Hosting World Cup draw to cost Cape Town R11m
By Lindsay Dentlinger
It will cost the City of Cape Town R11 million to host the final draw for the 32 teams participating in the 2010 World Cup on December 4, down from an earlier estimate of R30m.
The money will come from a R20m provision for 2010 operating expenses on the council's 2009/10 budget. In addition, the city must ensure it has public liability insurance of R300m in place during the event.
In effect this will mean that no other sporting event, music concerts or other live performances may be staged in Cape Town between November 29 and December 5.
The city concluded a service level agreement with Fifa in May 2008 year to host the draw but had held back on the agreement coming into force until the level of support services to be provided by the city council, and the financial implications, had been agreed.
The full council will be asked next week to give Mike Marsden, city executive director for service delivery integration, the go-ahead to conclude the amended agreement.
The biggest single cost to the city is the R8 million for the hiring of the Cape Town International Convention Centre (CTICC), which the city's 2010 team said in a report to the Mayco had been the subject of long discussions.
Deputy Mayor Ian Neilson said on Wednesday hosting the draw would be one of the biggest advantages Cape Town would have in terms of the World Cup, since the focus would be on the city exclusively for that period.
Spin-offs would include extensive media coverage, and that Cape Town would play host to people who otherwise would not travel to the city.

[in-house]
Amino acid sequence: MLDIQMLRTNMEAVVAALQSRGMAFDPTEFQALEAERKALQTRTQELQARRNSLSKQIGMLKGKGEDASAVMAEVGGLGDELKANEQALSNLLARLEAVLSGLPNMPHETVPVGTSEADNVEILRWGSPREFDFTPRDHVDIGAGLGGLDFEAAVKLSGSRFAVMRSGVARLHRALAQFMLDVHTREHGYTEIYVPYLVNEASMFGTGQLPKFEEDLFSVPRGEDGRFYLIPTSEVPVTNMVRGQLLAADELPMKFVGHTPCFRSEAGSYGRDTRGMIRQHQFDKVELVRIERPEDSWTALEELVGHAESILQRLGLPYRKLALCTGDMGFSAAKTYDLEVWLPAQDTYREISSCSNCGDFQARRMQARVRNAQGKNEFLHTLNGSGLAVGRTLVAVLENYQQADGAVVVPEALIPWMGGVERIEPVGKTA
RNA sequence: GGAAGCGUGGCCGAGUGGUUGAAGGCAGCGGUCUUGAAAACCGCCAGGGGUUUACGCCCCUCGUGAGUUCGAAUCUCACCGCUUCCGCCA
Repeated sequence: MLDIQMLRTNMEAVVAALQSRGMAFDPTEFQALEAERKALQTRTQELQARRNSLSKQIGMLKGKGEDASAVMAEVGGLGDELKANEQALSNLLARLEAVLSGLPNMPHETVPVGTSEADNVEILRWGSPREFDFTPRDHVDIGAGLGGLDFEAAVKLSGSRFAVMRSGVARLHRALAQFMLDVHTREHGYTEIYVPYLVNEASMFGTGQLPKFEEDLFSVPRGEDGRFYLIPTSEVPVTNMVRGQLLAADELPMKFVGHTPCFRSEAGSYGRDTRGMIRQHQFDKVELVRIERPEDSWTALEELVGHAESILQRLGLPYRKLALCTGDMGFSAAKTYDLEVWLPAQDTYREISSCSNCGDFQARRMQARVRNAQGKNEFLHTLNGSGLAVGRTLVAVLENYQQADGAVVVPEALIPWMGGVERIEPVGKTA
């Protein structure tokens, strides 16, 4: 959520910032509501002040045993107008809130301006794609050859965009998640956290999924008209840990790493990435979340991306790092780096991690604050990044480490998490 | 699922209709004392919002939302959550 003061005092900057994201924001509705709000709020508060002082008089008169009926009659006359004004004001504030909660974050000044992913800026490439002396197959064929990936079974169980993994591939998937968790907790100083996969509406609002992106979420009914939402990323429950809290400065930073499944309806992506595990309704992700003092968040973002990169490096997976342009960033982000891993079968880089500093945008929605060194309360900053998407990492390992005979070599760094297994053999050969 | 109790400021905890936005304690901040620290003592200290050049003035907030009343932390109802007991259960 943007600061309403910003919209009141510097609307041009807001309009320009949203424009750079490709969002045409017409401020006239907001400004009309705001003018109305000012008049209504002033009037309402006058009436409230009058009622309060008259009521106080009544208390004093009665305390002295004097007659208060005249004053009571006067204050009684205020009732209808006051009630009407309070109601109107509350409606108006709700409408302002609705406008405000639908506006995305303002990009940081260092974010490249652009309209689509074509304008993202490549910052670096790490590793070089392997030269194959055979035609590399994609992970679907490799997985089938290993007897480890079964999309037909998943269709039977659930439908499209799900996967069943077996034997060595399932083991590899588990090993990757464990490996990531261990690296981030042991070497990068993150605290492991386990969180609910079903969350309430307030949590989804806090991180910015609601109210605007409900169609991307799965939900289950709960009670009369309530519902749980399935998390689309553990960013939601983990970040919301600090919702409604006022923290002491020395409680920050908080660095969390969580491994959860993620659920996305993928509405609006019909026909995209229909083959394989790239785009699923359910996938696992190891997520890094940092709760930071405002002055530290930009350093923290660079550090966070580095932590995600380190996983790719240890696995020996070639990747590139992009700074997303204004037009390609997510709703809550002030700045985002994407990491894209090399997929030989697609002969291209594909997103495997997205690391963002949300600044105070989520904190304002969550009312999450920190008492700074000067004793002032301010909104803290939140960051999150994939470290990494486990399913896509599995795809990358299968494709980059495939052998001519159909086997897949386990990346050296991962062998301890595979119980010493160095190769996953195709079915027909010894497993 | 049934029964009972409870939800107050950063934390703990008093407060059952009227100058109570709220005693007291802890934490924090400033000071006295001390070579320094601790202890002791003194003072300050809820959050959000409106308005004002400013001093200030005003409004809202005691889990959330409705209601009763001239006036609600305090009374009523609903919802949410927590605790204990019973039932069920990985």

A suitable site with 100 additional parking bays outside the CTICC precinct to be allocated to the media, will also have to be arranged.
The organising committee requires 500m2 of storage space for a month, from November, at the Good Hope Centre.
The city will also provide, at no cost to Fifa, fire and rescue services, and escorts for dignatories during their stay.
It will also be the city's job to conceal construction sites along the routes where they will travel - around the CTICC and official hotels, while the roads identified as "protocol routes" will have to be kept "beautified".
An exclusion zone will come into force during this time where no ambush marketing will be allowed.
Sufficient back-up power at the venue must also be assured with senior technicians on 24-hour standby.
Free office space will be provided for the organising committee, Fifa and its hospitality partner, Match.
Should the draw not take place in Cape Town the council will not be able to hold Fifa liable for any claim.